Consider the following improper integral : $$ I = \int_1^\infty \left(\{t\}-\frac{1}{2}\right)\frac{dt}{t}. $$

Comparing with Stirling's formula, we can see that $I = \ln(\sqrt{2\pi}) - 1$. Is there a more direct way to compute this ?

Edit : I have split my two questions : the other part is here.

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    $\begingroup$ You have two different questions here. I think it would be best if you asked two separate questions rather than putting them both into one. $\endgroup$ – Eric Naslund Dec 23 '12 at 18:21
  • $\begingroup$ Your second integral is nothing but the series $$\int_1^{\infty} \left( \{t\} - \dfrac12\right) \dfrac{dt}t = \sum_{n=1}^{\infty} \int_{n}^{n+1} \left(t-n-\dfrac12 \right) \dfrac{dt}t = \sum_{n=1}^{\infty} \left(1 - (n+1/2) \log(n+1) + (n+1/2) \log n \right)$$ $\endgroup$ – user17762 Dec 23 '12 at 18:31
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    $\begingroup$ For $\text{Re}(s)>0,$ we have that $$\int_{1}^{\infty}\left(\left\{ t\right\} -\frac{1}{2}\right)t^{-s-1}dt=\frac{1}{s-1}+\frac{-\zeta(s)-\frac{1}{2}}{s}$$ where $\zeta(s)$ is the Riemann zeta function. Taking the limit as $s\rightarrow0,$ and using the fact that $\zeta(0)=-\frac{1}{2},$ we find that $$\int_{1}^{\infty}\left(\left\{ t\right\} -\frac{1}{2}\right)\frac{dt}{t}=-\zeta^{'}(0)-1.$$ Since $-\zeta^{'}(0)=\frac{1}{2}\log\left(2\pi\right),$ it follows that $$\int_{1}^{\infty}\left(\left\{ t\right\} -\frac{1}{2}\right)\frac{dt}{t}=\frac{1}{2}\log\left(2\pi\right)-1.$$ $\endgroup$ – Eric Naslund Dec 23 '12 at 18:43
  • $\begingroup$ @Marvis : How to use this without Stirling's formula? $\endgroup$ – Siméon Dec 23 '12 at 19:29
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    $\begingroup$ @EricNaslund. None of your equalities seems obvious to me. Do you have any reference that could help with these computations? (I suppose it's from analytic number theory?) $\endgroup$ – Siméon Dec 23 '12 at 19:31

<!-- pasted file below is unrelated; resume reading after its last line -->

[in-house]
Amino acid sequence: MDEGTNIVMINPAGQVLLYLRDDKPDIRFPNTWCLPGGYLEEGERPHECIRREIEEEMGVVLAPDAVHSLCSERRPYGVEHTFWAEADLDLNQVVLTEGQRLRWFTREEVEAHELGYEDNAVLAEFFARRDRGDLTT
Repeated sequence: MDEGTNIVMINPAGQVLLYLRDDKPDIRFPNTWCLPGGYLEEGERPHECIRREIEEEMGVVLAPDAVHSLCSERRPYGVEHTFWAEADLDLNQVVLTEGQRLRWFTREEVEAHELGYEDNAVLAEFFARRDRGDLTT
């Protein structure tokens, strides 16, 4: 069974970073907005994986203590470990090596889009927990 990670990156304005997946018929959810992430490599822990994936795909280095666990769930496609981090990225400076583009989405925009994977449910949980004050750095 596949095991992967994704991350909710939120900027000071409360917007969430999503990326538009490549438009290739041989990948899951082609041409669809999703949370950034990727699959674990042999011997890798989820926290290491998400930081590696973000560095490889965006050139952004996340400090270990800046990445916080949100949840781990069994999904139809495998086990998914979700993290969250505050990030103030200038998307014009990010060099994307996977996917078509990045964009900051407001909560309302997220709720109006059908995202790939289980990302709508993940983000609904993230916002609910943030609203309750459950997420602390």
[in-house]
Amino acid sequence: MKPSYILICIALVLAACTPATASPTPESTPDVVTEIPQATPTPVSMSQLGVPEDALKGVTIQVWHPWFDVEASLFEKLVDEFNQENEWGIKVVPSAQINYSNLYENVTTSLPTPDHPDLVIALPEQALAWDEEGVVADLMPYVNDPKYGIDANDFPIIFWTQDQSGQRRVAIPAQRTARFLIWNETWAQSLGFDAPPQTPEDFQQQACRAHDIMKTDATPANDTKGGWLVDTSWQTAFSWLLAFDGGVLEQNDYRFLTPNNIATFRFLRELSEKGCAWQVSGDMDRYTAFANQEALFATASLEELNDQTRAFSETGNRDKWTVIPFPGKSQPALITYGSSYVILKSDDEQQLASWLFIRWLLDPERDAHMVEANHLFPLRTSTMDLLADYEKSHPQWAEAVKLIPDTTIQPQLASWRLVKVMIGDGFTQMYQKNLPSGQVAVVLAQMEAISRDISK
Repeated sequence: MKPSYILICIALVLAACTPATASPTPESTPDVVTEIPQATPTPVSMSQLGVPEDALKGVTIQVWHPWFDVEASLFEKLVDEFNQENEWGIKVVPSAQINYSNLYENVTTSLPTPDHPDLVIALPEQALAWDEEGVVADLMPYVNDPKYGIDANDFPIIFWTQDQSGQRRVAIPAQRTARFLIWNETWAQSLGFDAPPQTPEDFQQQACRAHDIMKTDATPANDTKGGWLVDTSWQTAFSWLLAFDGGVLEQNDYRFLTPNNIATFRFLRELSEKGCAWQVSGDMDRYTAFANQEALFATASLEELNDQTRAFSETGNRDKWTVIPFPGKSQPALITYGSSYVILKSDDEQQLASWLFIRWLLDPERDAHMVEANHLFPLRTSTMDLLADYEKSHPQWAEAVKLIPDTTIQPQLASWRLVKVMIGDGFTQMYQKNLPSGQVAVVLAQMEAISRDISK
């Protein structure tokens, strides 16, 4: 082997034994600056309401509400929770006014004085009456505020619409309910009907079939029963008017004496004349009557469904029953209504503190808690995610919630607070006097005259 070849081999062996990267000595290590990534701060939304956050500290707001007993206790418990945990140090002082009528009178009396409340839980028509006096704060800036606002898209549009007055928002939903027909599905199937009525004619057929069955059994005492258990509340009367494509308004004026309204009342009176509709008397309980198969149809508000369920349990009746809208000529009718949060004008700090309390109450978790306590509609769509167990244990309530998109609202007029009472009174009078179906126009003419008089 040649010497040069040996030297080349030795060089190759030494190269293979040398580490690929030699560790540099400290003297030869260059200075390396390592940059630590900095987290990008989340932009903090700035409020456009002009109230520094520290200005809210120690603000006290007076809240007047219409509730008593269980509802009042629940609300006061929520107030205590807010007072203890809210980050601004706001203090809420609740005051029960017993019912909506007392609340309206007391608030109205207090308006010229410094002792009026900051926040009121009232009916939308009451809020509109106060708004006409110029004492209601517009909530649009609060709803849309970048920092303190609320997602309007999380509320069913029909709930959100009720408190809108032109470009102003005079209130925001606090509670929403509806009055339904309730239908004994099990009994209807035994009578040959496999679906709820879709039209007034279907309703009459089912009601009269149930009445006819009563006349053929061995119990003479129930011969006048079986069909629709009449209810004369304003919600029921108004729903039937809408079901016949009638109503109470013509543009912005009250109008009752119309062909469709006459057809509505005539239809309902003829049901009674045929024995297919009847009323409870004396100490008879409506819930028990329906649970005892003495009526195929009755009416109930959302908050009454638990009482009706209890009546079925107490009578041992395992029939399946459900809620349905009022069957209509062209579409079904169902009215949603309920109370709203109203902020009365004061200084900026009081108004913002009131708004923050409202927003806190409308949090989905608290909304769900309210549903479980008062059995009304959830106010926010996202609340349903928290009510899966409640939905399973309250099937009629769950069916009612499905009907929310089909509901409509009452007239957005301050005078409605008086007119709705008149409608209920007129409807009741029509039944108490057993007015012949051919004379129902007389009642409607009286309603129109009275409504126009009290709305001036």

The Riemann zeta function is defined as $\zeta(s)=\sum_{n=1}^{\infty}n^{-s}.$ Writing this as a Riemann Stieltjies integral and applying integration by parts we have that $$\zeta(s)=\int_{1}^{\infty}x^{-s}d\left[x\right]=\int_{1}^{\infty}x^{-s}dx-\int_{1}^{\infty}x^{-s}d\left\{ x\right\}$$

$$=\frac{s}{s-1}-s\int_{1}^{\infty}\left\{ x\right\} x^{-s-1}dx,$$ and this holds for all $\text{Re}(s)>0.$ Notice that taking the limit as $s\rightarrow0$ yields $\zeta(0)=-\frac{1}{2}.$ Now, since $\frac{s}{2}\int_{1}^{\infty}x^{-s-1}=\frac{1}{2},$ it follows that $$\zeta(s)+\frac{1}{2}=\frac{s}{s-1}-s\int_{1}^{\infty}\left(\left\{ x\right\} -\frac{1}{2}\right)x^{-s-1}dx,$$ and so for $\text{Re}(s)>0,$ we have that $$\int_{1}^{\infty}\left(\left\{ t\right\} -\frac{1}{2}\right)t^{-s-1}dt=\frac{1}{s-1}+\frac{-\zeta(s)-\frac{1}{2}}{s}.$$ Taking the limit as $s\rightarrow0,$ and using the fact that $\zeta(0)=-\frac{1}{2},$ we find that $$\int_{1}^{\infty}\left(\left\{ t\right\} -\frac{1}{2}\right)\frac{dt}{t}=-\zeta^{'}(0)-1.$$ Since $\zeta^{'}(0)=-\frac{1}{2}\log(2\pi)$, this yields $$\int_{1}^{\infty}\left(\left\{ t\right\} -\frac{1}{2}\right)\frac{dt}{t}=\frac{1}{2}\log(2\pi)-1,$$ as desired.

Proving that $\zeta^{'}(0)=-\frac{1}{2}\log(2\pi).$

Recall the functional equation for the zeta function, $$\zeta(z)=2^{z}\pi^{z-1}\sin\left(\frac{\pi z}{2}\right)\Gamma\left(1-z\right)\zeta\left(1-z\right).$$ Taking the logarithmic derivative, we have that $$\frac{\zeta^{'}(z)}{\zeta(z)}=\log2+\log\pi-\frac{\Gamma^{'}\left(1-z\right)}{\Gamma\left(1-z\right)}+\frac{d}{dz}\log\left(\sin\left(\frac{\pi z}{2}\right)\zeta\left(1-z\right)\right).$$ Since $\zeta(1-z)=-\frac{1}{z}+\gamma+O(z),$ and $\sin\left(\frac{\pi z}{2}\right)=\frac{\pi z}{2}+O\left(z^{3}\right),$ we have that $$\sin\left(\frac{\pi z}{2}\right)\zeta\left(1-z\right)=\frac{\pi}{2}-\frac{\pi\gamma}{2}z+O\left(z^{2}\right),$$

and so $$\frac{d}{dz}\log\left(\sin\left(\frac{\pi z}{2}\right)\zeta\left(1-z\right)\right)=\frac{-\frac{\pi\gamma}{2}+O\left(z\right)}{\frac{\pi}{2}+O\left(z\right)}=-\gamma+O(z).$$ Thus $$\frac{\zeta^{'}(0)}{\zeta(0)}=\log2\pi-\Gamma^{'}\left(1\right)-\gamma.$$ As $\Gamma^{'}(1)=-\gamma,$ and $\zeta(0)=-\frac{1}{2},$ we conclude that $$\zeta^{'}(0)=-\frac{1}{2}\log2\pi.$$

Remark: This reminded me of my answer regarding the evaluation of $\Gamma\left(\frac{1}{2}\right).$

  • $\begingroup$ Nice. I have not seen this before. For some reason, I thought that the functional equation approach might be complicated or might get out of hand, to evaluate the derivative. $\endgroup$ – user17762 Dec 23 '12 at 21:00
  • $\begingroup$ @Marvis: At first I thought the same thing, and I was thinking "ooo no, there are too many terms all multiplied together. I don't want to take the product rule that many times" but then I remembered the logarithmic derivative is a shortcut out of multi product rule, and it turned out rather nice. $\endgroup$ – Eric Naslund Dec 23 '12 at 21:03

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